NFL Week 14 takeaways: What we learned, big questions for every game and future team outlooks - Jamison Hensley
What to know: Tyler Huntley isn’t Lamar Jackson, but he doesn’t flinch. It would’ve been easy for the Ravens to fold when Jackson left early in the second quarter with a right ankle injury. But Huntley nearly pulled off a remarkable comeback, throwing for 270 yards and running for 45 yards. This was the first time since Nov. 7 that Baltimore scored over 20 points.
Is the Ravens’ season in jeopardy? The severity of Jackson’s ankle injury was unknown by the end of the game, and Baltimore still has a 46% chance of winning the AFC North, according to ESPN’s Football Power Index. But if Jackson is sidelined for a period of time, or even less than full strength, the Ravens will have a tough time winning games the rest of the season. Baltimore faces one of the toughest end-of-season schedules with games at home against the Green Bay Packers, at the Cincinnati Bengals and home against the Los Angeles Rams and Pittsburgh Steelers. The Ravens have been overachievers all season despite 23 players being on injured reserve at some point this season. Two weeks ago, the Ravens had the No. 1 seed in the AFC. But it’s difficult to see Baltimore making a run to the playoffs without Jackson.
Injuries have exposed the Ravens for who they are. Baltimore has been able to weather a massive amount of health-related losses thanks to the heroics of Jackson, but when Jackson suffered an injury of his own and wasn’t able to return Sunday, the cracks in Baltimore’s foundation began to show. Huntley performed admirably in relief and was able to help Baltimore claw its way back into the game, but a handful of errors ultimately downed the Ravens. Huntley’s fumble (which was returned for a touchdown by Garrett) proved to be the game-deciding score, and his interception on a questionably timed two-point attempt kept the Ravens from completing their comeback. Baltimore was incredibly sloppy, committing 10 penalties which were accepted for 125 penalty yards and assisted the Browns in their scoring efforts. With Jackson unavailable, the Ravens didn’t quite have enough to make a comeback, dropping their second straight game in painful fashion. It seems Baltimore — a team that has secured six of its eight wins by a single possession — isn’t quite equipped to weather the injury storm when its most important player is also banged up. The Ravens are far from the only team to be forced to admit this reality, but they haven’t looked much like a division leader in the last month.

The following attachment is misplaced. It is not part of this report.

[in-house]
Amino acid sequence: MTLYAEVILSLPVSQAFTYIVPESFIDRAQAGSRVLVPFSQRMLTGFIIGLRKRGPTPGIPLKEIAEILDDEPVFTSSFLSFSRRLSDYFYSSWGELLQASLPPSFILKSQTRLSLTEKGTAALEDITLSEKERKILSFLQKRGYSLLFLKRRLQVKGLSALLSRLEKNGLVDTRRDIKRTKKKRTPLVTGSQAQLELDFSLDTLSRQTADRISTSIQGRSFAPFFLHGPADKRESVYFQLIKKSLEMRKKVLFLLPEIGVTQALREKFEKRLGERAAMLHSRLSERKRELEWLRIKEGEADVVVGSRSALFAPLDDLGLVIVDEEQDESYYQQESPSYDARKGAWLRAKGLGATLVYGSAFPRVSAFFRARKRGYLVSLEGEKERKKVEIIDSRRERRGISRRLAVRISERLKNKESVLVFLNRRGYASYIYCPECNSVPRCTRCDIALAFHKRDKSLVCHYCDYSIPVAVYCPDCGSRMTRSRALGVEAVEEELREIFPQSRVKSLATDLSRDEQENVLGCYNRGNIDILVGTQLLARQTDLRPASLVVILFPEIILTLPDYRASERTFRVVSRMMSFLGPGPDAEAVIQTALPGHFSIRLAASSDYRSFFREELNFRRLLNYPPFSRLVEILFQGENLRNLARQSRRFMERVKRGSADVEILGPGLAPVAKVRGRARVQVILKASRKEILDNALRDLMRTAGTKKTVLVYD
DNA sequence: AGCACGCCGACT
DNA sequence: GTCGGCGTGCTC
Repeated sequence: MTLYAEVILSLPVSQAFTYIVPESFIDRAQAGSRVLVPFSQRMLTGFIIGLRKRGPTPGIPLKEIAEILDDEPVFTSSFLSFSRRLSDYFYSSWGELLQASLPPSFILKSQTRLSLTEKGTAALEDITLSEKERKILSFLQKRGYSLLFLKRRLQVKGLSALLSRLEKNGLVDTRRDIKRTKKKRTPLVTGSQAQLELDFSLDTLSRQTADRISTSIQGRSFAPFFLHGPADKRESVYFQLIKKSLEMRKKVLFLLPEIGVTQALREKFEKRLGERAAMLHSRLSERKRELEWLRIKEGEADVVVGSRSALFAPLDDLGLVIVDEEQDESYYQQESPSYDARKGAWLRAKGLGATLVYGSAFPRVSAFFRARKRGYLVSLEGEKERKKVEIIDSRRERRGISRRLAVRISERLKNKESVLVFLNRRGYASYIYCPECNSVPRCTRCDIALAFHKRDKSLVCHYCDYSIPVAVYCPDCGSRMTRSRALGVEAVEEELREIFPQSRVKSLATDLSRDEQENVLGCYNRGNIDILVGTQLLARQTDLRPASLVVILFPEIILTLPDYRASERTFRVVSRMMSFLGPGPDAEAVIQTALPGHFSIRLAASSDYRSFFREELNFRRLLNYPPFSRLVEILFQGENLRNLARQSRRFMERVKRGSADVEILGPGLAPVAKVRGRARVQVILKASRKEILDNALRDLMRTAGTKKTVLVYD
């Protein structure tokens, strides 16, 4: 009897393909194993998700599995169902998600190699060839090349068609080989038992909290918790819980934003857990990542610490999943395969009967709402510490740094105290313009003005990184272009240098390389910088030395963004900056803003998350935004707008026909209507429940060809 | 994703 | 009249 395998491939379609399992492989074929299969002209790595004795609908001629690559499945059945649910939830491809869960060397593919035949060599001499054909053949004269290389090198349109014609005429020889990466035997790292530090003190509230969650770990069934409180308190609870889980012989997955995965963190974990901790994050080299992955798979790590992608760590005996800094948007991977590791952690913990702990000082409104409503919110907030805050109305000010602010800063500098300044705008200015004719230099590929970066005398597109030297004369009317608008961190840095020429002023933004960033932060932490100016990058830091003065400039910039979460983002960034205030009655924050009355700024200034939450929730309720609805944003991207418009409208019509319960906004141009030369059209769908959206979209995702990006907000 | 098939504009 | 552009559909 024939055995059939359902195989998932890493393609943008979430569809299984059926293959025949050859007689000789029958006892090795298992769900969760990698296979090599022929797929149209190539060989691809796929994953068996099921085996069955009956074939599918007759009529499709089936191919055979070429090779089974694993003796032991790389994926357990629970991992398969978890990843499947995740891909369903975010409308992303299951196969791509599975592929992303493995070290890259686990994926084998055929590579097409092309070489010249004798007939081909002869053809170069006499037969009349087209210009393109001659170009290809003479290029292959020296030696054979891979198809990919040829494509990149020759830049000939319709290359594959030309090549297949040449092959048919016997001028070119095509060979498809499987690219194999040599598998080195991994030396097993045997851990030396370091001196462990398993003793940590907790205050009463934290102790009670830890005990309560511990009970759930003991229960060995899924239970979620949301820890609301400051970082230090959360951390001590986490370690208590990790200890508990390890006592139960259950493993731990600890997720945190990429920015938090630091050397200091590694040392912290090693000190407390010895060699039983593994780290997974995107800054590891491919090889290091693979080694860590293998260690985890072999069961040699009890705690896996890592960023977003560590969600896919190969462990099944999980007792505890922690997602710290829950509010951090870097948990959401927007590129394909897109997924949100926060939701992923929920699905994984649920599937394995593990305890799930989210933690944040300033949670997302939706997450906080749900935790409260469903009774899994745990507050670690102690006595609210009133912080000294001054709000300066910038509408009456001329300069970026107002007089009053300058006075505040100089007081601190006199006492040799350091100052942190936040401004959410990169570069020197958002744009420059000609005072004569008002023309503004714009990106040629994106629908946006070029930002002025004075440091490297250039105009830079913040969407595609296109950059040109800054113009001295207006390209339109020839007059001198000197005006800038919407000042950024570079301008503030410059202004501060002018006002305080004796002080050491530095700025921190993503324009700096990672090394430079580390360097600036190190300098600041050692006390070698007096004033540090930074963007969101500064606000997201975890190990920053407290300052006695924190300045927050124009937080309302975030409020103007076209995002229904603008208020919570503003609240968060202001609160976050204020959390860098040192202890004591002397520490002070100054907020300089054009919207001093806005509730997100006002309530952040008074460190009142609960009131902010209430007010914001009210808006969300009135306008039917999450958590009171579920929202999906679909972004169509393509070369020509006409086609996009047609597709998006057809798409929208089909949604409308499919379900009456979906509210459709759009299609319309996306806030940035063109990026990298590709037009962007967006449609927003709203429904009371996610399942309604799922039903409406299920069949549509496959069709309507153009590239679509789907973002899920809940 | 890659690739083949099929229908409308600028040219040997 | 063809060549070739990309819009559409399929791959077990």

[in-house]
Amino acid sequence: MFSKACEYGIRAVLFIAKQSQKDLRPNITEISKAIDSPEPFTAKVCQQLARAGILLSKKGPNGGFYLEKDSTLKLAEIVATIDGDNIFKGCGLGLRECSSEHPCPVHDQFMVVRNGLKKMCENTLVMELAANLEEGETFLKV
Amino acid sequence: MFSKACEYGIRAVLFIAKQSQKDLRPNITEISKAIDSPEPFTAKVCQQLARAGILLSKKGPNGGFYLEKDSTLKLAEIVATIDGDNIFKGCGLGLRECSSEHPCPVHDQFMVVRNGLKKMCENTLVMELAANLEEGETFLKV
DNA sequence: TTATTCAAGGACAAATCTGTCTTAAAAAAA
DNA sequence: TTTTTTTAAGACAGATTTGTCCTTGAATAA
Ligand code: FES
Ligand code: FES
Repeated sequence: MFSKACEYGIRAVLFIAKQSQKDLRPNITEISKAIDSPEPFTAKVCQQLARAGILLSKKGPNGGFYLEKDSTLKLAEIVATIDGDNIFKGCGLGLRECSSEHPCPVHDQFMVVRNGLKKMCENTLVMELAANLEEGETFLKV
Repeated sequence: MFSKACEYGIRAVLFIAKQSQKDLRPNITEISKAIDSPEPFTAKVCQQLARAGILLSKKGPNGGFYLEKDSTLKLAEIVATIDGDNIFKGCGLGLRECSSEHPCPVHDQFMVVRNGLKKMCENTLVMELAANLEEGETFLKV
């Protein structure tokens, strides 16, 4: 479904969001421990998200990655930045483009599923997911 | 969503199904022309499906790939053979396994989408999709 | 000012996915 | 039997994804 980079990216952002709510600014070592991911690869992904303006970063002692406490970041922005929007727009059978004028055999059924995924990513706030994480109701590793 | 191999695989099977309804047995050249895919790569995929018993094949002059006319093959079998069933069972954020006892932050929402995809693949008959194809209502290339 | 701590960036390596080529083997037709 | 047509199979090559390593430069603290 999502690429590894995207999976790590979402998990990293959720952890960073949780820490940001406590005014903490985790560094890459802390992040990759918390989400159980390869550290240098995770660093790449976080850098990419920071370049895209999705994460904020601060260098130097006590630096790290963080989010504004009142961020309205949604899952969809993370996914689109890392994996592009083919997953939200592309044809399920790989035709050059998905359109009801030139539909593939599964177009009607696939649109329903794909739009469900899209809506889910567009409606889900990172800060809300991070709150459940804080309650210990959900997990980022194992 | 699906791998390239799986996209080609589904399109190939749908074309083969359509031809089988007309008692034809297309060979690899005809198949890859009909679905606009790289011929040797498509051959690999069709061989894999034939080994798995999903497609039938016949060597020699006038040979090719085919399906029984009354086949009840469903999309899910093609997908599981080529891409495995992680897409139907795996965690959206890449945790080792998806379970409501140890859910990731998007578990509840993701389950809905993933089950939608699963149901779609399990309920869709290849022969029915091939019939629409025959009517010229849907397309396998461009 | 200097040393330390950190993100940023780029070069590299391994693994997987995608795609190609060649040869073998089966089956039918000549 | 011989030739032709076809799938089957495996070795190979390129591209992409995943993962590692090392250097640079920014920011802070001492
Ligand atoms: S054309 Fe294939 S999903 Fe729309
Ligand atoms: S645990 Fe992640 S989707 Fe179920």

“It’s pretty much standard, really a non-decision,” Harbaugh said. “You do it at that point in time because you’re going to have to win a two-point conversion. So you understand if you get it or don’t get it early where you’re at going from there, how many possessions you’re going to need and what you’re going to have to do. If you wait until the last two-point conversion and you don’t get it, the game is over, you’ve lost.”